At a World Health Organisation (WHO) Ministerial Conference held in Istanbul in November 2006, the WHO adopted the European Charter on Counteracting Obesity, which states that the prevalence of obesity in the WHO European Region has increased by up to three times over the last two decades and that half of all adults and one in five children are overweight. It suggests that the private sector should play an important role in combating obesity and have responsibility for building a healthier environment.
In 2006 the European Parliament passed a Regulation (No. 1924/2006) concerning nutrition and health claims made on foods highlighting permissible and non-permissible claims. Currently EASA is working closely with its member SROs to analyze how each member is handling food health and nutrition claims and to promote self-regulation in this area.
In 2009 the WHO circulated an internal draft working paper on food marketing to children, followed by a series of consultations with NGOs, food manufacturers and Member States.
The international business community recognises the importance of social responsibility in advertising and marketing, and in 2004 the International Chamber of Commerce published its Framework for Responsible Food and Beverage Communications, which was subsequently updated in October 2006, extending its scope to marketing communications. Bringing together relevant articles from its International Codes of Advertising Practice and of Sales Promotion, the Framework provides a clear interpretation of existing rules for advertising food and beverages. Most SROs in EASA membership have adopted these guidelines.
Levels of complaint
Levels of complaint about food advertisements rose sharply in 2007 to 13.08% from 6.86% in 2006. In 2008 the number of complaints decreased significantly to 7.62%. It is likely that the drastic increase of complaints in 2007 was due to the implementation of the European Parliament regulation concerning food health and nutrition claims adopted late in 2006 while the drop in complaints in 2008 is likely due to the publication of guidance on implementing the regulation which was published late in 2007.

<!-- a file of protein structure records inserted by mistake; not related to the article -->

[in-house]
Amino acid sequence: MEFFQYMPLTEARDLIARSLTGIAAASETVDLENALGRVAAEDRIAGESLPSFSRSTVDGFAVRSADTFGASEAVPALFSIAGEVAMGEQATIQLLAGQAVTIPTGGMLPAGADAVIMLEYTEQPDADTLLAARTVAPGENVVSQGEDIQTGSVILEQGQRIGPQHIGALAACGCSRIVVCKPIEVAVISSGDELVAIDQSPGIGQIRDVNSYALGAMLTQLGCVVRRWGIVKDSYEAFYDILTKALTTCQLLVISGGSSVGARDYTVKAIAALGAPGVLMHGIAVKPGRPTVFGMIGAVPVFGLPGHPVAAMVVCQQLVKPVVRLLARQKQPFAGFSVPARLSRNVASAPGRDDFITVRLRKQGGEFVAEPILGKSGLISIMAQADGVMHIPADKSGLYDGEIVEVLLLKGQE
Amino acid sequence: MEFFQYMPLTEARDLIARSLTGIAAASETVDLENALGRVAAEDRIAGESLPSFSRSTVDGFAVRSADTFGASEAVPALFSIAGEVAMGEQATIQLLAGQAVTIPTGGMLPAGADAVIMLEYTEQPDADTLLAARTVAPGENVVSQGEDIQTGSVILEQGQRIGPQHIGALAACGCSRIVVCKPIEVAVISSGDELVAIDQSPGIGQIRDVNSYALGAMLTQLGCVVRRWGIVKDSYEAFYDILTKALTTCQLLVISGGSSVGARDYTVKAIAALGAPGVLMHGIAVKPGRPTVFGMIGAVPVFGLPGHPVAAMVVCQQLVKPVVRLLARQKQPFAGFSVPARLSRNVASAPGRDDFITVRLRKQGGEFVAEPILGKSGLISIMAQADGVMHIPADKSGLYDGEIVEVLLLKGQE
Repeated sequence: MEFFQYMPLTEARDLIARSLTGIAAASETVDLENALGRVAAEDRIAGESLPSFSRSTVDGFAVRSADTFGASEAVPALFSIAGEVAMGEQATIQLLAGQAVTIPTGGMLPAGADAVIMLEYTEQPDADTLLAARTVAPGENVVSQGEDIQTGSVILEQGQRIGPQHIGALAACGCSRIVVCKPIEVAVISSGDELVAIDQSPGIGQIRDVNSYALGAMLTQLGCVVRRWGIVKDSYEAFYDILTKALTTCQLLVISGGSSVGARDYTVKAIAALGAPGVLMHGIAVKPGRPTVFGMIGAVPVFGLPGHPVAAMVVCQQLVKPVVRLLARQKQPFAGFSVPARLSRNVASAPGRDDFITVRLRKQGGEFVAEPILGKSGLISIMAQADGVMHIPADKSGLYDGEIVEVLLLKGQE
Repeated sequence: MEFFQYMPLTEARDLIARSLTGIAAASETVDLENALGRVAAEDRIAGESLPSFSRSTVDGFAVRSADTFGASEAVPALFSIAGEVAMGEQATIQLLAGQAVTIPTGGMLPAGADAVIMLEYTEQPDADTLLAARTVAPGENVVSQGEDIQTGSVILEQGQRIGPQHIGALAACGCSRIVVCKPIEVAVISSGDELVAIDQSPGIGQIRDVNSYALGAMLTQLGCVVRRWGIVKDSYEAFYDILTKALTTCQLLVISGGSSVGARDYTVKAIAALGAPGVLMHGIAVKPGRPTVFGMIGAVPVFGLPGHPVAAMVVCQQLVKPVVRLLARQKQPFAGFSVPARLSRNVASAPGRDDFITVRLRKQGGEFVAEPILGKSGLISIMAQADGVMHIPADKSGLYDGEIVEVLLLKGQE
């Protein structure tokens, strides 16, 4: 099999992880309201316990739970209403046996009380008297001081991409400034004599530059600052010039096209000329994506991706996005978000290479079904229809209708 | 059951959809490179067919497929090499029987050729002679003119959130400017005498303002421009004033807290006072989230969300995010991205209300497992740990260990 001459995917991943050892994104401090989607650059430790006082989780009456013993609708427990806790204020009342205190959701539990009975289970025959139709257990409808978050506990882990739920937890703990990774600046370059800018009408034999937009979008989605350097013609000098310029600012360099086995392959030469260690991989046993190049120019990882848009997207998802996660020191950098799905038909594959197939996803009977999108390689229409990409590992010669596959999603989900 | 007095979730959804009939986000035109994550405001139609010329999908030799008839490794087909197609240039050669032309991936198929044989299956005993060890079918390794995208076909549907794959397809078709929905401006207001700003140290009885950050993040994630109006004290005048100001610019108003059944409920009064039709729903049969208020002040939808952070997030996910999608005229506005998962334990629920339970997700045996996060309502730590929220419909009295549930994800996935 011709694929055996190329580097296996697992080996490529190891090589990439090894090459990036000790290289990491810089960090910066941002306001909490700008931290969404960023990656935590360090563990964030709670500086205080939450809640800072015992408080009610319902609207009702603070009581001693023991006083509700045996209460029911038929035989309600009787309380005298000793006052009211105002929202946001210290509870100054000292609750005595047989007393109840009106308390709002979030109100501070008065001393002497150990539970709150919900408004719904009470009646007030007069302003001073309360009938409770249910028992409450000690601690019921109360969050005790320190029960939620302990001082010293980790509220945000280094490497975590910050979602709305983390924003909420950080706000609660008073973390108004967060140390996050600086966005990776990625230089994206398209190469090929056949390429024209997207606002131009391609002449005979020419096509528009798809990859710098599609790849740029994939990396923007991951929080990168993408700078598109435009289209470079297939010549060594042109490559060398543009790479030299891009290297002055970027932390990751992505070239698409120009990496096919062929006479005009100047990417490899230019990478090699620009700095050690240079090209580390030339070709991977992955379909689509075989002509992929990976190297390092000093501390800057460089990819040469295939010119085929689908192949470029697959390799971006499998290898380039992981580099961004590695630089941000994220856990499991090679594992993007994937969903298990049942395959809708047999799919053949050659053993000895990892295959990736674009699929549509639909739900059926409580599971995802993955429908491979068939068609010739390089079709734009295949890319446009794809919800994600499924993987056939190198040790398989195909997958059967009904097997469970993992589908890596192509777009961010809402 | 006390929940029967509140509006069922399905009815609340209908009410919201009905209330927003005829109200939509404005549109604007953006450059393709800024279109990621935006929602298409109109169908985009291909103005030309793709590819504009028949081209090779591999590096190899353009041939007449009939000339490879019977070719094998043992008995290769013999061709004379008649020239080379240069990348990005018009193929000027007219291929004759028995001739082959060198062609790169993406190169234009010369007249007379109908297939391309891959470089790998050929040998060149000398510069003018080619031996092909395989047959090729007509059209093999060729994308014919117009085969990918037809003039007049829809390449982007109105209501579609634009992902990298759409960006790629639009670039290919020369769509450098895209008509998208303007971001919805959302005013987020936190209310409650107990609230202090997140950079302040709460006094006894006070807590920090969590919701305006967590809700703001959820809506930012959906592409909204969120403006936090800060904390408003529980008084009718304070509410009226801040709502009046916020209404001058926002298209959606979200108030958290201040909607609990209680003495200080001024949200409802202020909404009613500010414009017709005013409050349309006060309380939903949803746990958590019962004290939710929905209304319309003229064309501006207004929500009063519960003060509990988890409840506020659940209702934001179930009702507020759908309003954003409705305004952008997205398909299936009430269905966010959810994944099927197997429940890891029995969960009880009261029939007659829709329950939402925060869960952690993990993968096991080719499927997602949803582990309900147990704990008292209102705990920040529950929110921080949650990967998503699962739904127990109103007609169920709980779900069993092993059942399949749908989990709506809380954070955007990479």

Freedom of commercial speech in the sale of legal products is a fundamental principle of free markets. However the exercise of this freedom comes with obligations, and an essential element in the freedom of speech is responsibility, so the ICC encourages all food and beverage communicators to adhere to the principles of responsible consumer communication, above and beyond compliance with laws and regulations, especially when communicating to children.
In 2007 the European Commission proposed a Draft EU Strategy on Nutrition, Overweight and Obesity. This White Paper follows a 2006 Green Paper consultation and agrees that, to tackle the issue of obesity successfully, the EU should envisage the integration of different policies and partnerships. The EU Platform on Diet, Physical Activity and Health, which was set up in 2005 to bring together the key stakeholders – major food producers, retailers, the World Health Organisation, consumer organisations and relevant NGOs – with the aim of agreeing a multi-stakeholder approach, will continue to be a central part of such partnership approaches. Regarding food advertising to children, the Commission favours a voluntary approach and recommends the “best practice model” for self-regulation contained in the Report on the Advertising Roundtable prepared by Robert Madelin, Director General of DG SANCO. The Commission will review progress by 2010.